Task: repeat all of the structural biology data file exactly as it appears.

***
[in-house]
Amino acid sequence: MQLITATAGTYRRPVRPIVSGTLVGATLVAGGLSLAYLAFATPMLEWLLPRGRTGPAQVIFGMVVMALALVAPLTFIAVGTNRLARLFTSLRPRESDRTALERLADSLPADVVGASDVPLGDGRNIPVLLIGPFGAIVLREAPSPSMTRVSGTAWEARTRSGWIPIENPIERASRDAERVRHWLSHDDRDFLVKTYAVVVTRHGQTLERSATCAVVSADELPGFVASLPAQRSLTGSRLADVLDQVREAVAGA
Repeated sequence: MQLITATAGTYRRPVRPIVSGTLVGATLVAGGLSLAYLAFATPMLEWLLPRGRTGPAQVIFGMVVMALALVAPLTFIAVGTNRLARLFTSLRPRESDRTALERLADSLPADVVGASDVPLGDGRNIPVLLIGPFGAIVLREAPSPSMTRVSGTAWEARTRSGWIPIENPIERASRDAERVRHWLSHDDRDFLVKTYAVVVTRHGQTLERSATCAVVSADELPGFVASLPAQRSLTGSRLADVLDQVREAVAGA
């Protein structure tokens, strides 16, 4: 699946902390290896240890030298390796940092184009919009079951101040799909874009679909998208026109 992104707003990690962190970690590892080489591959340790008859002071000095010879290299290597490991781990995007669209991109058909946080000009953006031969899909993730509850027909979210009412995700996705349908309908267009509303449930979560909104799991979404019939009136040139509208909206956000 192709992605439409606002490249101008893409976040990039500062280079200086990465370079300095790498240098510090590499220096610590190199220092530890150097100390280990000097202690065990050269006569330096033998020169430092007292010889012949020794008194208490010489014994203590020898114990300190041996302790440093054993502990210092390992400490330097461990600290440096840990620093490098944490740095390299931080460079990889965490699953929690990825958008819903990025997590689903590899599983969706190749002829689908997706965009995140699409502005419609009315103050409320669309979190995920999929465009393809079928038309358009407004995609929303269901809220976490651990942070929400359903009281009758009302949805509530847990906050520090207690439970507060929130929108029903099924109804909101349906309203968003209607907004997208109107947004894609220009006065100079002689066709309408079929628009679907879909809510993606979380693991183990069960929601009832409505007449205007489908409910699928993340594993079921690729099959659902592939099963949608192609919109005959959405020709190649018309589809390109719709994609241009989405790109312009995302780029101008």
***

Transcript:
[in-house]
Amino acid sequence: MQLITATAGTYRRPVRPIVSGTLVGATLVAGGLSLAYLAFATPMLEWLLPRGRTGPAQVIFGMVVMALALVAPLTFIAVGTNRLARLFTSLRPRESDRTALERLADSLPADVVGASDVPLGDGRNIPVLLIGPFGAIVLREAPSPSMTRVSGTAWEARTRSGWIPIENPIERASRDAERVRHWLSHDDRDFLVKTYAVVVTRHGQTLERSATCAVVSADELPGFVASLPAQRSLTGSRLADVLDQVREAVAGA
Repeated sequence: MQLITATAGTYRRPVRPIVSGTLVGATLVAGGLSLAYLAFATPMLEWLLPRGRTGPAQVIFGMVVMALALVAPLTFIAVGTNRLARLFTSLRPRESDRTALERLADSLPADVVGASDVPLGDGRNIPVLLIGPFGAIVLREAPSPSMTRVSGTAWEARTRSGWIPIENPIERASRDAERVRHWLSHDDRDFLVKTYAVVVTRHGQTLERSATCAVVSADELPGFVASLPAQRSLTGSRLADVLDQVREAVAGA
């Protein structure tokens, strides 16, 4: 699946902390290896240890030298390796940092184009919009079951101040799909874009679909998208026109 992104707003990690962190970690590892080489591959340790008859002071000095010879290299290597490991781990995007669209991109058909946080000009953006031969899909993730509850027909979210009412995700996705349908309908267009509303449930979560909104799991979404019939009136040139509208909206956000 192709992605439409606002490249101008893409976040990039500062280079200086990465370079300095790498240098510090590499220096610590190199220092530890150097100390280990000097202690065990050269006569330096033998020169430092007292010889012949020794008194208490010489014994203590020898114990300190041996302790440093054993502990210092390992400490330097461990600290440096840990620093490098944490740095390299931080460079990889965490699953929690990825958008819903990025997590689903590899599983969706190749002829689908997706965009995140699409502005419609009315103050409320669309979190995920999929465009393809079928038309358009407004995609929303269901809220976490651990942070929400359903009281009758009302949805509530847990906050520090207690439970507060929130929108029903099924109804909101349906309203968003209607907004997208109107947004894609220009006065100079002689066709309408079929628009679907879909809510993606979380693991183990069960929601009832409505007449205007489908409910699928993340594993079921690729099959659902592939099963949608192609919109005959959405020709190649018309589809390109719709994609241009989405790109312009995302780029101008």